With One Visit, Hun Sen Ends Twenty-Year Land Dispute

A 20-year-old land dispute effectively came to an end Wednesday for hundreds of families in Siem Reap City after Prime Minister Hun Sen announced that the government would grant them the plot, which it awarded to the Apsara Authority in 1995.

Mr. Hun Sen—who is in Siem Reap for the Angkor Sankranta New Year festival—made the announcement while visiting the families, most of which are living on the contested land in Slakram commune.

“I cannot move all the people from this area because they have lived here for a long time,” he said. “And if we move the people from this area, how can we develop the land when all the people are homeless?”

Slakram commune chief Khieu Sort said 699 families were currently living on the land, but that a total of 1,120 families had been feuding with the Apsara Authority over the plot. Some of the families claim to have been farming there since the 1980s.

The dispute began in 1995, when the Council of Ministers issued a sub-decree granting the Apsara Authority—a government body that oversees the Angkor Archaeological Park—1,070 hectares on which to develop tourist facilities.

During his speech Wednesday, Mr. Hun Sen ordered the provincial governor and the provincial land management department to carve out a portion of the Authority’s concession for the families.

“We will build a concrete road more than 10 meters wide and 2,500 meters long for the families in Slakram commune after cutting the plot of land from the Apsara Authority,” the prime minister said. He did not say how large the plot would be, or how many families would have claims to it.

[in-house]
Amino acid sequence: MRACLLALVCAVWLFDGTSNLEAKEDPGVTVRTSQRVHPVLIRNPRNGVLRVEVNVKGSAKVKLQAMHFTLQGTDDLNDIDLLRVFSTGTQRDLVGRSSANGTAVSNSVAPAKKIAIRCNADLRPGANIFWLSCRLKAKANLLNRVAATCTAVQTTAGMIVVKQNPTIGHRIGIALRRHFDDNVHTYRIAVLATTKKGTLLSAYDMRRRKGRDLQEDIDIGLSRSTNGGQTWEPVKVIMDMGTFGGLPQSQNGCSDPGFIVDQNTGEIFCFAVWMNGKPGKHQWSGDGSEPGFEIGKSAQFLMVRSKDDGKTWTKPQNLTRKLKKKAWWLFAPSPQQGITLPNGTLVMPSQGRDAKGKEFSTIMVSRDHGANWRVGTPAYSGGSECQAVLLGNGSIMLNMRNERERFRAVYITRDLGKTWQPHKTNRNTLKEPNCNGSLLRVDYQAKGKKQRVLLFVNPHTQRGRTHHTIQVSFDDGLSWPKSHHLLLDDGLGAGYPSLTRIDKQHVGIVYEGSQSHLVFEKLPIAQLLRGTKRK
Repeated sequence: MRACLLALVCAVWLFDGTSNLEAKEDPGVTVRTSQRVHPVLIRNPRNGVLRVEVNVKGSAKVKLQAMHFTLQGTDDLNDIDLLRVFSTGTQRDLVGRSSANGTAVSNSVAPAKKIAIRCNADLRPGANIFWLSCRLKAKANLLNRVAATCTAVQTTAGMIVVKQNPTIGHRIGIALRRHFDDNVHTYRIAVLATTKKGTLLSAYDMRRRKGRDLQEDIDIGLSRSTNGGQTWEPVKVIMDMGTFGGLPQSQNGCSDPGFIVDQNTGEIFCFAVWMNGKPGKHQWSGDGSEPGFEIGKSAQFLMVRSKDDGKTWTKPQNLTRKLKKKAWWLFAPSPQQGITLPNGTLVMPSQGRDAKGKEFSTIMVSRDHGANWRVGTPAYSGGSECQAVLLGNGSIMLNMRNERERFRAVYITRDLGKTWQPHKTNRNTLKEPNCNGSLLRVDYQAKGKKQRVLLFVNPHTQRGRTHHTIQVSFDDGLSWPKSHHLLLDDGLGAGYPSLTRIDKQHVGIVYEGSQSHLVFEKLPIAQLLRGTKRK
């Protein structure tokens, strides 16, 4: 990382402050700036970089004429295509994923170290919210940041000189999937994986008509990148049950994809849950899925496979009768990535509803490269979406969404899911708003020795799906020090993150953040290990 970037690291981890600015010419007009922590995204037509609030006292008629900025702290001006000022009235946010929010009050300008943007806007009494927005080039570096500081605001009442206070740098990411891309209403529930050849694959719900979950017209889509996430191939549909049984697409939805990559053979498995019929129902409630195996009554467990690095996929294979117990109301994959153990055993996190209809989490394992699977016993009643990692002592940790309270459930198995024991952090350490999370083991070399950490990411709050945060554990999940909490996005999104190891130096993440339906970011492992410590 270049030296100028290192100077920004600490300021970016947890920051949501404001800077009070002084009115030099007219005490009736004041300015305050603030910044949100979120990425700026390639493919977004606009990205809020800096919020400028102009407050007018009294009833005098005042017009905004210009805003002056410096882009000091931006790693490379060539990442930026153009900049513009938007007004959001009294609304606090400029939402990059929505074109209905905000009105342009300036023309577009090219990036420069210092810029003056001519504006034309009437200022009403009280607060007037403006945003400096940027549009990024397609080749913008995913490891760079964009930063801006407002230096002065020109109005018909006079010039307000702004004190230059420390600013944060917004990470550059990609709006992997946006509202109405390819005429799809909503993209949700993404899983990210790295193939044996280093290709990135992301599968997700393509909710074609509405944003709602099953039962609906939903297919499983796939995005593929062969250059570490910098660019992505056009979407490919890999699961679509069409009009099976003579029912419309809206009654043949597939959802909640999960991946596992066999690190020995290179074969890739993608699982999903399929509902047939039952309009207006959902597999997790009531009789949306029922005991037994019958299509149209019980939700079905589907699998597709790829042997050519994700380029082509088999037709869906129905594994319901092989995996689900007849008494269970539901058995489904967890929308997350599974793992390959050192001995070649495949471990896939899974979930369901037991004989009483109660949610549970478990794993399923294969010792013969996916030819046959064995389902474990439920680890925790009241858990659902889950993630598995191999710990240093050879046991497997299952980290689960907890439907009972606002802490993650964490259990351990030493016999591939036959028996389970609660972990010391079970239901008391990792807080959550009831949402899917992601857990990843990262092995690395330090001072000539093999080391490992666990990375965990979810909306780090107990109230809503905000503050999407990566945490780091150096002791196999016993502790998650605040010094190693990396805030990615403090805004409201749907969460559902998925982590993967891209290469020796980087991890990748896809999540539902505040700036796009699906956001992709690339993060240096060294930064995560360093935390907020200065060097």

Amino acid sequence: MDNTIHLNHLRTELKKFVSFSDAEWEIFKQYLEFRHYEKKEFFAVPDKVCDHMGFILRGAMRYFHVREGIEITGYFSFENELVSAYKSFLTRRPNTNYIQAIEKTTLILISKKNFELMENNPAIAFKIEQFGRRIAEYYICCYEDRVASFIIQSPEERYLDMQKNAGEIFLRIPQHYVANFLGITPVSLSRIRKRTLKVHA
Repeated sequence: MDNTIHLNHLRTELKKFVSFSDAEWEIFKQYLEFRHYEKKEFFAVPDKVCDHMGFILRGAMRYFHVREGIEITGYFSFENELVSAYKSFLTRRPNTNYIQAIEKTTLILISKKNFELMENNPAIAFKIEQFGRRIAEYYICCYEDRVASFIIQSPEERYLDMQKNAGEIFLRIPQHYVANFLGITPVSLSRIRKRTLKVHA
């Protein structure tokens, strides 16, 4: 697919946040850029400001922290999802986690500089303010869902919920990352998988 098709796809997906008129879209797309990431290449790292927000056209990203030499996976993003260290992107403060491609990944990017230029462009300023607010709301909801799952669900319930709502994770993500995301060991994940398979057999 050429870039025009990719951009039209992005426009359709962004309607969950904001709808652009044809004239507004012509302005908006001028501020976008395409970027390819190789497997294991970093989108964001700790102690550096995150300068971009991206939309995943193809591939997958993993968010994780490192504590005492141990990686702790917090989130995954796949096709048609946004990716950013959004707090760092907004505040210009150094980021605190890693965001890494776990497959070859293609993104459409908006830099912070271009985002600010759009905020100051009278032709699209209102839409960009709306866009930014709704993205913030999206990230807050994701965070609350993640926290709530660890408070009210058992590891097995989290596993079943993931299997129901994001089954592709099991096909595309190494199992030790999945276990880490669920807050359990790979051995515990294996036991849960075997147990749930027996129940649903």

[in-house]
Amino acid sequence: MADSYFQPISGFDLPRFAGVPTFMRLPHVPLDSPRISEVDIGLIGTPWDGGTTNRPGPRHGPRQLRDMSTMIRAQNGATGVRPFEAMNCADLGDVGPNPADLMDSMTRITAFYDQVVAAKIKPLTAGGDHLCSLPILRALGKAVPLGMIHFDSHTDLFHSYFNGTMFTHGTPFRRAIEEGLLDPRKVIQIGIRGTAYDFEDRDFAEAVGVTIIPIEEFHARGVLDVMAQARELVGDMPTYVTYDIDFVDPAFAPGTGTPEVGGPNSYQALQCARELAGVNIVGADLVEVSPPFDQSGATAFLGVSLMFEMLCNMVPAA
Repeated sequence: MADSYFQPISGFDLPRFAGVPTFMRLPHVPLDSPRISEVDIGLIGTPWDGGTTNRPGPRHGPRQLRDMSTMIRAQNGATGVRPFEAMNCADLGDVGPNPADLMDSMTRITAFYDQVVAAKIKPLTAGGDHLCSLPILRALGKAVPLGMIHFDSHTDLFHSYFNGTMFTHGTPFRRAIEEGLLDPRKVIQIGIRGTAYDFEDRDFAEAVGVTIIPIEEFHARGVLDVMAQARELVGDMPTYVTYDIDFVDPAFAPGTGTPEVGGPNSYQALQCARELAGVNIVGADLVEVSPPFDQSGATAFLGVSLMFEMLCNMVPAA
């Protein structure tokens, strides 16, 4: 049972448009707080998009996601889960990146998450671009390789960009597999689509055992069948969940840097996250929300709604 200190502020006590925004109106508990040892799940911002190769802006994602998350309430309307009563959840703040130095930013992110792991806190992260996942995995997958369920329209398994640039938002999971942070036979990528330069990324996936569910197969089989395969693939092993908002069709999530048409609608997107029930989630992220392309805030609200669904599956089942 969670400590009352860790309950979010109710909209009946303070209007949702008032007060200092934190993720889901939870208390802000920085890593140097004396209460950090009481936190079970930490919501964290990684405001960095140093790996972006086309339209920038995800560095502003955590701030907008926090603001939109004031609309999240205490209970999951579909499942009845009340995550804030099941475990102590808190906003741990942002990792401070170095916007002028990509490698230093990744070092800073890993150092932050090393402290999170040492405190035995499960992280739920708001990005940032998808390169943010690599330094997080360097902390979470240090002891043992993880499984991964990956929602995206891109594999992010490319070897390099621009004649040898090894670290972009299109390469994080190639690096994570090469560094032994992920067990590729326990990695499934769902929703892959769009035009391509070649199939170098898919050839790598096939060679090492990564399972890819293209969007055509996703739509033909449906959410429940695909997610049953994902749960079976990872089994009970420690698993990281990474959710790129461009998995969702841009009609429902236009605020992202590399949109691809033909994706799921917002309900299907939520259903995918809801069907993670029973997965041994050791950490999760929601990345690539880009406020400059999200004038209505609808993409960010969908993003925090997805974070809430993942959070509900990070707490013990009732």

Contacted Wednesday, Siem Reap provincial governor Khim Bunsong said the land would officially be given to the families after the Khmer New Year holiday, which ends today.

“Samdech Hun Sen already signed the agreement and we will work with the Apsara Authority to cut out the land for the families soon,” he said.

Bun Narith, director-general of the Apsara Authority, said he had not received formal confirmation of Mr. Hun Sen’s resolution. “I don’t know…whether we will return the land to the families because I have not yet seen the official decision,” he said.

Sau Nath, 57, who owned a 20-by-40-meter plot of farmland in the commune before he was forced to hand it over to the Apsara Authority, said he was relieved that the dispute had come to an end.

“Before, we never thought we would be able to get the land back,” Mr. Nath said.

However, Ny Chakrya, head of monitoring for rights group Adhoc, said Mr. Hun Sen’s decision was merely a political ploy.

“I think Prime Minister Hun Sen announced the return of the land because he wanted to gain popularity on a political issue,” he said.

“I worry about the future, because maybe he was in a good mood today and solved the problem for the people, but if he is in a bad mood on any other day, he could give the land [back] to Apsara.”

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